Conservation Week in New Zealand is run by the Department of Conservation (DOC) each year to encourage people to get involved in nature and help to take care of it. It’s a nationwide celebration of kiwis pitching in to help and an important week for New Zealand zoos and aquariums to showcase the extensive work they do to conserve their unique native species.
Natureland Wildlife Trust is highlighting conservation week with their visitors by showcasing their three primary conservation projects: Kea, South Island Kaka, and Banded Rail. They’ve spent two years helping DOC monitor local kea populations and working with local forestry companies to protect bachelor groups of adolescents. The keepers will be sharing their experiences all week in the walk-through-kea aviary, with a flock of four female kea joining in on the discussions. This year Natureland will also prepare to boost chick survival of South Island Kaka by collecting eggs, incubating and then releasing the chicks back to the wild once they’re less vulnerable.
Finally, their team will be sharing with kids how they identify and target specific predators that are a threat to banded rails. They’ll be shown how to identify banded rail and how they can help protect its habitat.
To help spread the message, Natureland is hosting a consortium of teachers from regional schools to share their conservation work during advocacy week, so they can bring our stories into their classrooms, and encourage their students to get involved in their own local conservation projects.
Pukaha Mt Bruce Wildlife Centre will also have some special events on for Conservation Week. They have jumped on board a national initiative with “Kiwi Guardian activities” in which the community follow a map to find kiwi guardian clues all over the zoo and win a special badge. The Toyota Kiwi Guardian program will run activities all over New Zealand with the chance toachieve badges at each one.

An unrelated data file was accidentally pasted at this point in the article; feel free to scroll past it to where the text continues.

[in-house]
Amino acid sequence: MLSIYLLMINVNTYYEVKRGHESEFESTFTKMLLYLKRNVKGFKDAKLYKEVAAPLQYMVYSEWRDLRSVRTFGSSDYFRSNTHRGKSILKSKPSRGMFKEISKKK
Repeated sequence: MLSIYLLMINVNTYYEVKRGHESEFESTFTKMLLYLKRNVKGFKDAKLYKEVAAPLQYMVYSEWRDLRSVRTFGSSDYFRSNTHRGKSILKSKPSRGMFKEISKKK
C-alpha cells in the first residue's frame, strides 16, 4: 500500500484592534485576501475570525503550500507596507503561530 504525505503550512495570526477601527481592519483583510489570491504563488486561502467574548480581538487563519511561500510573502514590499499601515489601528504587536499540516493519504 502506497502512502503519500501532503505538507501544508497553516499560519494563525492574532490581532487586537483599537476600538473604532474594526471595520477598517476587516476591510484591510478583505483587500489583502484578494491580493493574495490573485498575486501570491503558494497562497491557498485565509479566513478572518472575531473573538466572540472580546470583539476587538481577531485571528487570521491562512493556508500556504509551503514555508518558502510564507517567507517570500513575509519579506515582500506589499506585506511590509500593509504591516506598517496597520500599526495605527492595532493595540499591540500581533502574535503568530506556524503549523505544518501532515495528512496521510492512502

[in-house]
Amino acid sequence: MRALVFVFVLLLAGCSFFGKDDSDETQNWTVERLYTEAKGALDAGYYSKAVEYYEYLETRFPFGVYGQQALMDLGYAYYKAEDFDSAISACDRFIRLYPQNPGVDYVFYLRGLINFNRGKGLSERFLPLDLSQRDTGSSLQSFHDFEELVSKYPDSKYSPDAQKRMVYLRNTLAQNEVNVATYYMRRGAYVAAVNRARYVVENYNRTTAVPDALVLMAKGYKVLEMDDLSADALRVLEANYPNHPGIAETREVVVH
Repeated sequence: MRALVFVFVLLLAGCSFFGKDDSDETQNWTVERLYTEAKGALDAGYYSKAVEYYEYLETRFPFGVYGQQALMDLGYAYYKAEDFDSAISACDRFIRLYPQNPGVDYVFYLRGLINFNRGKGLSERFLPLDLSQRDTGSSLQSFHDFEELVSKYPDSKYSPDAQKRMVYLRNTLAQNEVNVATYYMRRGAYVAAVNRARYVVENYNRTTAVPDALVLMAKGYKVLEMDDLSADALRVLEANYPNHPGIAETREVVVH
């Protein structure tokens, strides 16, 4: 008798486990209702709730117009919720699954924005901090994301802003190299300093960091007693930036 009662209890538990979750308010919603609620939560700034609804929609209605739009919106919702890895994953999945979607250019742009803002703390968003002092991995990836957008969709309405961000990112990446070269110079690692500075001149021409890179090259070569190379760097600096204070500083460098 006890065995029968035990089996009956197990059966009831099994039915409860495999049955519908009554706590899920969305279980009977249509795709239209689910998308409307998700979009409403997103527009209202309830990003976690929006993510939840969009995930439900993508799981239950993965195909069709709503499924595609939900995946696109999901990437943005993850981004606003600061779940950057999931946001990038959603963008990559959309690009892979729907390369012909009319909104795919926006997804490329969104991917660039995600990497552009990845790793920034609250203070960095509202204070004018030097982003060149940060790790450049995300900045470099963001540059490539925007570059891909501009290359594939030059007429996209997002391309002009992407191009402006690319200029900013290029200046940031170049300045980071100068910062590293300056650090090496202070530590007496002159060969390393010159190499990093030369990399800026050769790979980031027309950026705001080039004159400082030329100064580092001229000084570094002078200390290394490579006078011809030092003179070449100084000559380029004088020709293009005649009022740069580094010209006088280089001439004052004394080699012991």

Pukaha have also partnered with Squawk Squad, a social enterprise that aims to connect and engage the country in the protection and growth of native bird life. It connects people with sanctuaries via a web-app that gives them the ability to collectively fund sensor-connected traps in aid of sanctuary projects. The funders can see where their trap is deployed in the sanctuary and are notified in real-time when their trap activates. This indicates the positive impact that their investment is having on native birdlife.
Hamilton Zoo will host a free event at Waiwhareke National Heritage Park for school students with stations featuring the Zoo, Pirongia Restoration Trust, Enviroschools, Plant and Food, DOC and others. It will give students the opportunity to venture into the bush and engage with these NZ organisations about ways to protect the environment while investigating plants, invertebrates, birds and how everything is connected.
Wellington Zoo have some fabulous activities planned to celebrate Conservation Week. They want to share the work they do and offer ways their visitors can help save the precious NZ native
wildlife. They will be holding a Conservation Weekend for these activities and offer half-price entry for kids over that weekend.
The theme is “Threatened Species” and will include activities like create Kea enrichment, build a Gecko friendly garden, celebrate Bee Awareness month with candle making and be a Vet for the day. The activities will be at The Nest Te Kōhanga, Penguin Point, and the Kea Aviary.